Gisis has a nice summary of the USCG report.
The USCG link is the official report and it is a good one.
This chemical tanker was carrying a cargo of Saudi Arabian MTBE.
She had discharged her wing tanks at New York,
but the center tanks were still loaded.
It appears she was proceeding to the Chesapeake
to discharge the rest of the cargo.
The ship was equipped with an inert gas system,
but it apparently was never used on this voyage.
This seems to be standard operating procedure on this ship.
Upon leaving New York,
the Master ordered all the wing tanks opened
and begain stripping the tanks via lowering
air driven pumps into the gas dangerous space.
The crew did this with the aid of Scuba gear.
This procedure was extremely dangerous and illegal.
It was exacerbated by problems with the pump
and problems with the eductors.
At about 1800 on 2004-02-28,
an explosion occured forward,
followed by a series of other explosions.
The ship sank at 1937 with the loss of 21 lives.
The USCG was unable to determine the exact source
The USCG report correctly blames the Captain
for following a horribly dangerous tank cleaning procedure.
But it does not ask the question why?
Why did he not strip the wing tanks in normal fashion
using the eductors with a nitrogen blanket.
Something must not have been working.
As built, the ship was equipped with a nitrogen generator
but several years before the explosion,
the nitrogen generation system was disabled with DNV approval.
Due to weather delays crossing the Atlantic,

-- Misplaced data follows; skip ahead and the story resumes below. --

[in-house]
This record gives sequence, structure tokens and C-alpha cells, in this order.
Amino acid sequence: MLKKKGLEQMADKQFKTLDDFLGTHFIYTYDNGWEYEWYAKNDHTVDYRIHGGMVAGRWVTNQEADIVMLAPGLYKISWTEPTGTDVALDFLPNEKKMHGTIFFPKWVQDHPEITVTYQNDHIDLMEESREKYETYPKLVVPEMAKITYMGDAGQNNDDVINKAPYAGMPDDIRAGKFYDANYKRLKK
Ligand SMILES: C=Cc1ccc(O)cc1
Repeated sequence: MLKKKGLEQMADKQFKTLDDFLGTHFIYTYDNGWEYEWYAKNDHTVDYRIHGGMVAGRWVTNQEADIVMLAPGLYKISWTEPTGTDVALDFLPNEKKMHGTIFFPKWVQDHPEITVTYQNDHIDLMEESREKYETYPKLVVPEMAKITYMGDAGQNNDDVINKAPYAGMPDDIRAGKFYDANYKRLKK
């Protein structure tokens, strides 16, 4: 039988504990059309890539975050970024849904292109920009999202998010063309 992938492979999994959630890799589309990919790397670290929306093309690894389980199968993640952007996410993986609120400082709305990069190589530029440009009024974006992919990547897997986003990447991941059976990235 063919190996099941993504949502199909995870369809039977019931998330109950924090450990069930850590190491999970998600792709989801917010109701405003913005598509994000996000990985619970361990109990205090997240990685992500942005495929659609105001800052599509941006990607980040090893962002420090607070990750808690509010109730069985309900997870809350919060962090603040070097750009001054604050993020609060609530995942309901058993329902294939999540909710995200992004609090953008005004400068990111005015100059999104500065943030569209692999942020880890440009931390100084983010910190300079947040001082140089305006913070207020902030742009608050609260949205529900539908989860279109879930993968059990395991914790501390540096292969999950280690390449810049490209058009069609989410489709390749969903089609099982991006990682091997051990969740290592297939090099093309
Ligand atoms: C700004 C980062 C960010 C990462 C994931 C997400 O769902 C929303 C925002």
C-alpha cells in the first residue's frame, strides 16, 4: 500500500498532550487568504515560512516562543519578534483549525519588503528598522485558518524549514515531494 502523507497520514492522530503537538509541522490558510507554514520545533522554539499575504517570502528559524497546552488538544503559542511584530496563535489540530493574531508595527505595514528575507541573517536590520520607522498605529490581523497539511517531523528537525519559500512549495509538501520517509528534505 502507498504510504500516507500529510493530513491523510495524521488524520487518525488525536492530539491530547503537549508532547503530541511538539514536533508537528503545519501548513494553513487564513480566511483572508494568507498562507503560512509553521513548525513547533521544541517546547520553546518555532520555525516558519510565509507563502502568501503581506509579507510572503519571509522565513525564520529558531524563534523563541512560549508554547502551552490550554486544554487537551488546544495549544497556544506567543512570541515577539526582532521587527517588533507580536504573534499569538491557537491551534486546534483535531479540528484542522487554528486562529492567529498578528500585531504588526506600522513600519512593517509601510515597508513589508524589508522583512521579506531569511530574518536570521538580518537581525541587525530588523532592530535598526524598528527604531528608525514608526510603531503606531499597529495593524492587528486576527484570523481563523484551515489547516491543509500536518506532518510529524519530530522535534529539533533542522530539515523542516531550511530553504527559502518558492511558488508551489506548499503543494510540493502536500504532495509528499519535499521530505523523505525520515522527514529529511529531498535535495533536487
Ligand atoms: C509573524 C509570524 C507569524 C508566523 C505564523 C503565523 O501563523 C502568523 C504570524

the ship was already two days behind schedule,
when she arrived at New York.
The master had very little time before arriving in the Chesapeake.
The master behaved badly after the explosion.
He failed to activate any kind of distress signal,
failed to lead any sort of organized abandonment,
and jumped overboard with a large portion
of his crew still aboard and alive.
He did not survive.
Nor did any of the three Greek senior officers on board.
There appears to have been no rapport between the
three Greeks and the rest of the crew who were Phillippinos.
This is quite common among many Greek (and other European) owners,
The only officer who showed any leadership
was the Phillippino 3rd mate,
who sent the distress signal,
attempted to organize the crew on the stern,
and paddled the life raft to pick up several survivors.
The owner of course claimed total ignorance
of the fact that the Master was following procedures
which were inconsistent with all the ship's paperwork.
But the crew's reaction to the orders
makes it clear the procedure was not all that unusual.
This was a chemical tanker so using IG is not legally required.
One of the report's recommendations is that inerting
be required of all chemical tankers.
But the Commandant over-ruled this on commercial grounds
pointing out that C02 could drive some cargoes off specification,
and that some cargos use inhibitors that require oxygen to work.
The fact that this ship was double bottomed and SBT
appears to have had no impact on the casualty.
Smit site says ship sank in 80 m deep water,
and claims that the bunkers were recovered by POLREC system.
The Tromedy puts a lot of emphasis on paperwork,
and checking that the paperwork is in order.
If it isn't, a ship is often detained.
But does almost nothing to ensure that the
paperwork corresponds to reality.
When egregious mismatches like this
are discovered, there must be a penalty,
otherwise owners will just keep generating meaningless paper work.
The US should have banned all Bow ships from American waters
for a significant amount of time.